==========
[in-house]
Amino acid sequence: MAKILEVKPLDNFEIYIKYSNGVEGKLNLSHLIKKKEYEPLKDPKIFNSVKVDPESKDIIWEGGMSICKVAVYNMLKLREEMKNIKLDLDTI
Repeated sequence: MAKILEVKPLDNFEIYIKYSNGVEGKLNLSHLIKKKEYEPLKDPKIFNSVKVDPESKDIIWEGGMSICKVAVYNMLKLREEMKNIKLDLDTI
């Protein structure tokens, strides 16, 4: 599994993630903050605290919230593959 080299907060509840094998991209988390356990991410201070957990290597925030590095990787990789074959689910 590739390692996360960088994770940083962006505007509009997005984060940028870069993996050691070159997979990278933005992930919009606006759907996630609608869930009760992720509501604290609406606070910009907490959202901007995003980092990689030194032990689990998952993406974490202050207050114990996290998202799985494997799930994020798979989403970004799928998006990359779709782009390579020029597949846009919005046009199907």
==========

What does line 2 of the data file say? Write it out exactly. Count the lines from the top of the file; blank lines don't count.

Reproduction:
Amino acid sequence: MAKILEVKPLDNFEIYIKYSNGVEGKLNLSHLIKKKEYEPLKDPKIFNSVKVDPESKDIIWEGGMSICKVAVYNMLKLREEMKNIKLDLDTI